We don't pronounce our Golden Age Radio research as 'certified' anything. By the very definition, research is imperfect. We simply tell the truth. As is our continuing practice, we provide our fully provenanced research results--to the extent possible--right here on the page, for any of our peers to review--or refute--as the case may be. If you take issue with any of our findings, you're welcome to cite any better verifiable source(s) and we'll immediately review them and update our findings accordingly. As more verifiable provenances surface, we'll continue to update the following series log, as appropriate.

All rights reserved by their respective sources. Article and log copyright 2009 The Digital Deli Online--all rights reserved. Any failure to attribute the results of this copywritten work will be rigorously pursued.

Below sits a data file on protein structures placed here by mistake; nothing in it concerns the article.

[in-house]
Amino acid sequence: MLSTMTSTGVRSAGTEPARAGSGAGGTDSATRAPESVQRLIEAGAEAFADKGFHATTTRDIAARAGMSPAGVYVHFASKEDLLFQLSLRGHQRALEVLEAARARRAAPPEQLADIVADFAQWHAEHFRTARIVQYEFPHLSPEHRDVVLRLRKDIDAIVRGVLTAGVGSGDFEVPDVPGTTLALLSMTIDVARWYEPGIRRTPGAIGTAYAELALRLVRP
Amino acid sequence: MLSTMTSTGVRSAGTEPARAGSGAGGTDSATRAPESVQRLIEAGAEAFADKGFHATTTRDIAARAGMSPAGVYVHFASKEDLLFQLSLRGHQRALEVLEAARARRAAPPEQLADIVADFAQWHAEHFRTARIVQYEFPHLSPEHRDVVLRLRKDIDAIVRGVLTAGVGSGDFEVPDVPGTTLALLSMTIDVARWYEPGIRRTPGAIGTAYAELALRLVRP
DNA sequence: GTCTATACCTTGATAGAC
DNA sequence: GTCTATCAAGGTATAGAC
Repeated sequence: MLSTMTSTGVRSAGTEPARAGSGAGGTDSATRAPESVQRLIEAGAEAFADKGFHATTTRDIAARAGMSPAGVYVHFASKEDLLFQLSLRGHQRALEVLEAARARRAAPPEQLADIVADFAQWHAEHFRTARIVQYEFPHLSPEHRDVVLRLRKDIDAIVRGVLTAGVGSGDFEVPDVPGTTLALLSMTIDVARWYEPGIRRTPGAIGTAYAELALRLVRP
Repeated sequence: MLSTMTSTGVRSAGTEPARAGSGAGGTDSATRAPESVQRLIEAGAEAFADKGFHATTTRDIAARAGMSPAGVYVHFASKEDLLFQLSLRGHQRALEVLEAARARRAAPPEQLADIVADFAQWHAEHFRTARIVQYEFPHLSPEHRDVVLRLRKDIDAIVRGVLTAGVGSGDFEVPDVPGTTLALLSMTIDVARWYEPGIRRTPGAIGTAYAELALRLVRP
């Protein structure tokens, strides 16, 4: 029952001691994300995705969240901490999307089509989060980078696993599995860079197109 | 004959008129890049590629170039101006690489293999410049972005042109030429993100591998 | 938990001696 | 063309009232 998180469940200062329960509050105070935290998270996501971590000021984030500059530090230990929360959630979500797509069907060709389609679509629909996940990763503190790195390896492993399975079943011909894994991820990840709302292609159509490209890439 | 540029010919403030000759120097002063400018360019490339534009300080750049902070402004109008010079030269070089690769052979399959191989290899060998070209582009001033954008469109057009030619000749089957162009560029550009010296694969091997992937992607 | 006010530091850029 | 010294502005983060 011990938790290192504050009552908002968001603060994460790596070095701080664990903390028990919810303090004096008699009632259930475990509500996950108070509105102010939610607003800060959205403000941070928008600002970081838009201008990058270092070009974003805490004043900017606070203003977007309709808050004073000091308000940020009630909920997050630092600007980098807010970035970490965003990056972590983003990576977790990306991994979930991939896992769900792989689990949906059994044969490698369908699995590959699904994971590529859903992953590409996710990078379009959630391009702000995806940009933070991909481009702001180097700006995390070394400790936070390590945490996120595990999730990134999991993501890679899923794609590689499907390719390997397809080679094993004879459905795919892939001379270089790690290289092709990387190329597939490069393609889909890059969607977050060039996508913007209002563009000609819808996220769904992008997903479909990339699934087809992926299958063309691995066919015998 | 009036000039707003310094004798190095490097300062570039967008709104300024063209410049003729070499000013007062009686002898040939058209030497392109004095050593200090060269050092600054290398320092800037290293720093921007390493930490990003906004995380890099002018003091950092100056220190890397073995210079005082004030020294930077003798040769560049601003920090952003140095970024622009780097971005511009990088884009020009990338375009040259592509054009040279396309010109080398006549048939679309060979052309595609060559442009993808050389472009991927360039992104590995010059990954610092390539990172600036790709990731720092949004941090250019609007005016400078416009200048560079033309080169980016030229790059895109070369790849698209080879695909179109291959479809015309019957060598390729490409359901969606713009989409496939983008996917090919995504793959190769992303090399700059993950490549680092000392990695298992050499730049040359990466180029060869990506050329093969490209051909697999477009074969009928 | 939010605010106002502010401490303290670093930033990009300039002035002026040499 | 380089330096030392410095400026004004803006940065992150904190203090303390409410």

Frontier Gentleman Program Log

Date Episode Title Avail. Notes
58-01-29
0
Remittance Man
Y
[ Audition ] with Ben Wright
58-01-30
0
Remittance Man
Y
[ Audition ] with John Dehner
58-02-02
1
South Sunday
The Shelton Brothers
Y
[ Premiere Episode ]

58-02-02 Independent Star-News
It has been quite apparent that television has corralled the Western theme, hut don't look. ' now, here comes radio slipping the noose over a new series entitled "Frontier Gentleman."
Based on the life in Western America during the 1870's as seen through the eyes of a British army veteran, the program will make its debut today, at 12:30 p.m. over CBS-KNX.
Antony Ellis, who created the show, will also write, produce and direct the series.
Featured in the leading role of J. B. Kendall, a quiet-spoken freelance correspondent tor a London newspaper and a veteran of a long service with the British army in India, will be tile